This may well involve substantive changes in agriculture, energy and industrial policies to bring water use within the available resources. It will involve investments in institutions, infrastructure, information, education and communication over a number of years. It will also involve partnerships between the government, the private sector and civil society.

Ultimately, it is likely to involve trade-offs between short-term economic gains and sustainable long-term socio-economic development.

Both India and the People’s Republic of China are driving changes in the water sector, with leadership by planning and finance departments, by demanding that water sector agencies take a more strategic view of the problem than their own traditionally narrow perspective.  

Whether they will be able to find the synergies between sectors remains to be seen, but if the agencies are working towards a common plan, it should be possible to increase water security significantly.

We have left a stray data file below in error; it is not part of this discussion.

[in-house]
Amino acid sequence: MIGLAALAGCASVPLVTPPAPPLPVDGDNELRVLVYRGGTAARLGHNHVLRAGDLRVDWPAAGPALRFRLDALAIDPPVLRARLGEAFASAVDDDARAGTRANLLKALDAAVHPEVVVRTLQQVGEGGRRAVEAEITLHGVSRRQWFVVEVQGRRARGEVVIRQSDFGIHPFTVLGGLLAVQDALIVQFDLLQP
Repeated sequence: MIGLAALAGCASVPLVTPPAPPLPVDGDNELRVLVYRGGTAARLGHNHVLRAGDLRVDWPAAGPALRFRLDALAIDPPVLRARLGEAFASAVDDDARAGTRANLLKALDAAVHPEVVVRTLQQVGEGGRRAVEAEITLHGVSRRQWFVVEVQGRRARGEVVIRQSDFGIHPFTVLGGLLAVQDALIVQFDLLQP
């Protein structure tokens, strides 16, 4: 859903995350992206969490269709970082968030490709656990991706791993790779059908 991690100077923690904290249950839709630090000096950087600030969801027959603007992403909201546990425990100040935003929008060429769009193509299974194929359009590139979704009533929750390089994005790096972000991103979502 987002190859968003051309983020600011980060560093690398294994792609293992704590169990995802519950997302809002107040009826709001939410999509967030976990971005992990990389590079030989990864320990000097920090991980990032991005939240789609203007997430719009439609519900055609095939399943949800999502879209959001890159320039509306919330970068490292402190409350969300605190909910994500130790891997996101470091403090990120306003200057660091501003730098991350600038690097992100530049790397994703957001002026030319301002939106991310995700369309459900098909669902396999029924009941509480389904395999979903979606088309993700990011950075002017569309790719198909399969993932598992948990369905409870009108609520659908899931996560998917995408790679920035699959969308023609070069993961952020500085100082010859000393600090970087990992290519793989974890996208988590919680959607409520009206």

BLUE FUTURE? A view of the Guangzhuo Pumped Storage Stage II in Guangzhou, Guangdong, the People's Republic of China

To advance an overdue paradigm shift in leadership for water security, the Prime Minister of Thailand has invited heads of state and government from 49 countries in the region to the 2nd Asia-Pacific Water Summit in Chiang Mai on May 19-20.

ADB recommends that finance and planning agencies must give stronger leadership in water security decisions and investments as a strategic imperative to sustain economic growth. It is these agencies that are best placed to pull policy levers that will increase water security when applied with appropriate investments in the water sector.

The choices made about water in the next few years will be the major determinant of whether the children of Asia and the Pacific will be able to enjoy the future they want in 2050. –

March 22 was World Water Day.

Ian W. Makin is Principal Water Resources Specialist in ADB’s Regional and Sustainable Development Department (RSDD) where he coordinates implementation of the ADB water operational plan, focusing on water resources and agricultural water management to support ADB operations. Prior to joining ADB, he was Regional Director at the International Water Management Institute (IWMI) leading research and capacity building initiatives in South East and South Asia.